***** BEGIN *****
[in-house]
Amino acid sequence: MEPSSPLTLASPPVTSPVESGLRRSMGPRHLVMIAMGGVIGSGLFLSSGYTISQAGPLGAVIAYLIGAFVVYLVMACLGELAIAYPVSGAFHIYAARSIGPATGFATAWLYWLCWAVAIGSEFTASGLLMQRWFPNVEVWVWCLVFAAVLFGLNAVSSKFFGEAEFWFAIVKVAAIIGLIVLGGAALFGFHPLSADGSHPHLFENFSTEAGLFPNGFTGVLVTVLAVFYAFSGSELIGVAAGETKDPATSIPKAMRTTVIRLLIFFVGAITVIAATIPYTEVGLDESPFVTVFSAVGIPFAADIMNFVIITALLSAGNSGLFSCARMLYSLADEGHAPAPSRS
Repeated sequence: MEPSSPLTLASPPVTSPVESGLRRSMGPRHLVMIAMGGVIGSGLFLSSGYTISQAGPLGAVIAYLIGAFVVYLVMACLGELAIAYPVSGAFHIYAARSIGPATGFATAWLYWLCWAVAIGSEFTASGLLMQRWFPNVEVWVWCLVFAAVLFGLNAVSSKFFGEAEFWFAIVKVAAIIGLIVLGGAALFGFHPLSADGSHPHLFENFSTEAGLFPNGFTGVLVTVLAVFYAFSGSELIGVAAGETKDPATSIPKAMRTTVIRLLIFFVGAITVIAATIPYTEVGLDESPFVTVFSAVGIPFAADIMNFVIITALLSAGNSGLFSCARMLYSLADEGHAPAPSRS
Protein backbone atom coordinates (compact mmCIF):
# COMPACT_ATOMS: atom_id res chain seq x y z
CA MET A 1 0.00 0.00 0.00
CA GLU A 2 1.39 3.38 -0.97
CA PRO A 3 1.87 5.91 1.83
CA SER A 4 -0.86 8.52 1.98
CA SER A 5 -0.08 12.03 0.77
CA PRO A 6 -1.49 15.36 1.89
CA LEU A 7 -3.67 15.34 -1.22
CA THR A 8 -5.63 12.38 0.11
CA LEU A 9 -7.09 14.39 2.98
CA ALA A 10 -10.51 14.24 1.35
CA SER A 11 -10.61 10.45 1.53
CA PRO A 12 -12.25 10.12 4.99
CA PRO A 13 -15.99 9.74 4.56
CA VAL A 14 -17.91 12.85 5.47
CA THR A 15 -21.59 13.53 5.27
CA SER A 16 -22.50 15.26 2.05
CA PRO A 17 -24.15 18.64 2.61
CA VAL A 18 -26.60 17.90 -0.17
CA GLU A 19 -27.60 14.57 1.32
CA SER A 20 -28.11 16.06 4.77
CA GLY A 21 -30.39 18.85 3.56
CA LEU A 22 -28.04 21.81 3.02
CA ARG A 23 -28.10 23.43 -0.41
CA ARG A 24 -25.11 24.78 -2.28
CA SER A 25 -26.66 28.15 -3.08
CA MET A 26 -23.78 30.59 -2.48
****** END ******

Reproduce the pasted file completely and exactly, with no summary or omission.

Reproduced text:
[in-house]
Amino acid sequence: MEPSSPLTLASPPVTSPVESGLRRSMGPRHLVMIAMGGVIGSGLFLSSGYTISQAGPLGAVIAYLIGAFVVYLVMACLGELAIAYPVSGAFHIYAARSIGPATGFATAWLYWLCWAVAIGSEFTASGLLMQRWFPNVEVWVWCLVFAAVLFGLNAVSSKFFGEAEFWFAIVKVAAIIGLIVLGGAALFGFHPLSADGSHPHLFENFSTEAGLFPNGFTGVLVTVLAVFYAFSGSELIGVAAGETKDPATSIPKAMRTTVIRLLIFFVGAITVIAATIPYTEVGLDESPFVTVFSAVGIPFAADIMNFVIITALLSAGNSGLFSCARMLYSLADEGHAPAPSRS
Repeated sequence: MEPSSPLTLASPPVTSPVESGLRRSMGPRHLVMIAMGGVIGSGLFLSSGYTISQAGPLGAVIAYLIGAFVVYLVMACLGELAIAYPVSGAFHIYAARSIGPATGFATAWLYWLCWAVAIGSEFTASGLLMQRWFPNVEVWVWCLVFAAVLFGLNAVSSKFFGEAEFWFAIVKVAAIIGLIVLGGAALFGFHPLSADGSHPHLFENFSTEAGLFPNGFTGVLVTVLAVFYAFSGSELIGVAAGETKDPATSIPKAMRTTVIRLLIFFVGAITVIAATIPYTEVGLDESPFVTVFSAVGIPFAADIMNFVIITALLSAGNSGLFSCARMLYSLADEGHAPAPSRS
Protein backbone atom coordinates (compact mmCIF):
# COMPACT_ATOMS: atom_id res chain seq x y z
CA MET A 1 0.00 0.00 0.00
CA GLU A 2 1.39 3.38 -0.97
CA PRO A 3 1.87 5.91 1.83
CA SER A 4 -0.86 8.52 1.98
CA SER A 5 -0.08 12.03 0.77
CA PRO A 6 -1.49 15.36 1.89
CA LEU A 7 -3.67 15.34 -1.22
CA THR A 8 -5.63 12.38 0.11
CA LEU A 9 -7.09 14.39 2.98
CA ALA A 10 -10.51 14.24 1.35
CA SER A 11 -10.61 10.45 1.53
CA PRO A 12 -12.25 10.12 4.99
CA PRO A 13 -15.99 9.74 4.56
CA VAL A 14 -17.91 12.85 5.47
CA THR A 15 -21.59 13.53 5.27
CA SER A 16 -22.50 15.26 2.05
CA PRO A 17 -24.15 18.64 2.61
CA VAL A 18 -26.60 17.90 -0.17
CA GLU A 19 -27.60 14.57 1.32
CA SER A 20 -28.11 16.06 4.77
CA GLY A 21 -30.39 18.85 3.56
CA LEU A 22 -28.04 21.81 3.02
CA ARG A 23 -28.10 23.43 -0.41
CA ARG A 24 -25.11 24.78 -2.28
CA SER A 25 -26.66 28.15 -3.08
CA MET A 26 -23.78 30.59 -2.48